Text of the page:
The prices of gold and silver rallied during last week. The latest FOMC meeting ended with Bernanke keeping the monetary policy unchanged even though many had expected the Fed will start tapering its asset purchase program. As a result gold and silver spiked by 4.73% and 8%, respectively. On Friday, however, both precious metals changed direction and plunged by 2.7% for gold and 5.9% for silver. In the U.S several reports came out and showed mostly progress: in the U.S jobless claims rose by 15k to reach 309k; existing home sales spiked by 6.5% to reach an annual rate of 5.39 million in July; Philly Fed index sharply rose in September from 9.3 to 22.3 – this signal the U.S manufacturing conditions are progressing at the faster pace. In India, the demand is falling, which may have also curbed down the rally of precious metals during the week. Will gold and silver resume its downward trend this week? Here is a short forecast for September 23rd to September 27th including: U.S core durable goods, China manufacturing PMI, ECB president speech, U.S consumer confidence, U.S’s GDP, Germany’s manufacturing PMI, U.S pending and new home sales, and U.S. jobless claims.
The price of gold rose by 1.85% last week; further, during last week, the average price reached $1,327.40 /t. oz which was 1.71% below last week’s average. Gold ended the week at $1,332.60 /t. oz.
Moreover, silver price increased by 0.94%; conversely, the average weekly rate was $22.08/t oz, which was 2.82% below last week’s rate.
Herein is a short overview showing the main reports and events that will take place during September 23rd to 27th and may affect precious metals prices. Further, the video below shows a breakdown of the events that will come into play during next week any may affect the direction of precious metals.
For next week, let’s breakdown the upcoming publications and events according to the leading economies:
Following last week’s FOMC meeting, the high volatility of gold and silver is likely to drop, which will result in smaller changes in the daily percent changes compared to last week. The rally of gold and silver didn’t last long and could suggest the recovery of precious metals won’t return due to the non-tapering FOMC decision.
Besides the FOMC’s decision and its aftermath, several other reports could affect precious metals prices. This week’s reports include core durable goods, consumer confidence, consumer sentiment, housing data (new and pending home sales), and jobless claims. If these reports meet expectations, they may adversely affect gold and silver. Finally, if the US stock market continues to rally, this trend is likely to curb the demand of precious metals.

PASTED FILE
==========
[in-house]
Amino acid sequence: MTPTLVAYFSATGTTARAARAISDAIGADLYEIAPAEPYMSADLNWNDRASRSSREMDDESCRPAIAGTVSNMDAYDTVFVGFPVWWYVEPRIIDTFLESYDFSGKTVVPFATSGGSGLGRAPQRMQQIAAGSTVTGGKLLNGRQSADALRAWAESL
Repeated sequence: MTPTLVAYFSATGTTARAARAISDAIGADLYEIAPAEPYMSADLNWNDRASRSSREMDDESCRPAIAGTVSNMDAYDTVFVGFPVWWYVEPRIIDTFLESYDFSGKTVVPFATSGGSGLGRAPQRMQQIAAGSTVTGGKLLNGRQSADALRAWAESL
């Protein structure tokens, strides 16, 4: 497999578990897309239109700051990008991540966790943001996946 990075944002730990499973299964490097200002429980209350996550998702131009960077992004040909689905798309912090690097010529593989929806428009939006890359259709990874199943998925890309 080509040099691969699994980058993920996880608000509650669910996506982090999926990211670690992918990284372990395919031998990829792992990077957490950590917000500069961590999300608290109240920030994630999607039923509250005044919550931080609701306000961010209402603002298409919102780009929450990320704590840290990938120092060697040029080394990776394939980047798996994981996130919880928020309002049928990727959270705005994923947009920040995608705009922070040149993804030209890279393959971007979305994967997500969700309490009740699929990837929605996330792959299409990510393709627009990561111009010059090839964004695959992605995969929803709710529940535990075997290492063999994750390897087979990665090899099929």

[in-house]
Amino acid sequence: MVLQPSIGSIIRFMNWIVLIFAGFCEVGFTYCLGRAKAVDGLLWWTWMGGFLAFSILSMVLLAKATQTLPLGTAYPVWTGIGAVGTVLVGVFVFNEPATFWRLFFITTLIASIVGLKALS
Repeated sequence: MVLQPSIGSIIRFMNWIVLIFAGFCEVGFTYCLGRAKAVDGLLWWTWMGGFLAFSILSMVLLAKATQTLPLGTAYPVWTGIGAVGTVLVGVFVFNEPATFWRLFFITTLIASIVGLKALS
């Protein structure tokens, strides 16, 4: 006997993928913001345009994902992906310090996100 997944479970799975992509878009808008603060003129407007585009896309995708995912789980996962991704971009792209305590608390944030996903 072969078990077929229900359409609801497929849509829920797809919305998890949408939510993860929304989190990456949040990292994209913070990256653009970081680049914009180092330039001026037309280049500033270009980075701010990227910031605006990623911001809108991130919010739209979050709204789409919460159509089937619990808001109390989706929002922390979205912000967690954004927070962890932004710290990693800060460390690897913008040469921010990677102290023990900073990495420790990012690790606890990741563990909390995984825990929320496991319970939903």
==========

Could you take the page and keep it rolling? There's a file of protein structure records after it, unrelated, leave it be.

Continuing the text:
The Euro bounced back last week following the FOMC’s decision. Nonetheless, the correlation between precious metals and Euro/USD has weakened in recent months. This could suggest the Euro/USD has had little effect on gold and silver rates. The upcoming EU events and reports including EU manufacturing PMI, German business climate, Draghi’s testimony could affect the Euro, which, in turn, could slightly affect precious metals.
China and India
In India, gold imports could fall during this year, which may also curb down the rally of gold prices. According to one report, India’s gold imports may fall by 11% (y-o-y). Conversely, the Rupee gained more than 8.9% of its value in the recent month. If the Rupee continues its upward trend, this could pull up gold and silver prices.
In China, the ongoing recovery of the economy along with the strong demand for gold and silver are likely to keep the prices of gold and silver from further falling. The upcoming manufacturing PMI report could signal the progress of China’s economy.
Finally, gold holdings of SPDR gold trust ETF slipped again for the third consecutive week. During the month, the ETF’s gold holdings fell by 1.18%. The ETF was also down by 32.62% since the beginning of 2013 (up-to-date). Current gold holdings are at 910.19 tons. If the ETF’s gold holdings keep falling, this will signal that the demand for gold as an investment is weakening.
I guess gold and silver will resume its downward trend. The FOMC’s decision to keep policy unchanged led to a very prompt reaction, in which bullion rallied. But this reaction didn’t last long and was followed by a sharp correction. This suggests gold and silver won’t resume their rally due to the FOMC’s non-tapering decision. This leaves the U.S economic developments, demand for gold and silver in Asia and changes in forex market. If the U.S economy continues to progress, bullion prices may resume their fall. The potential weaker demand for gold in India could pull down gold and silver prices. Finally, the forex markets are playing a smaller role in the progress of precious metals.
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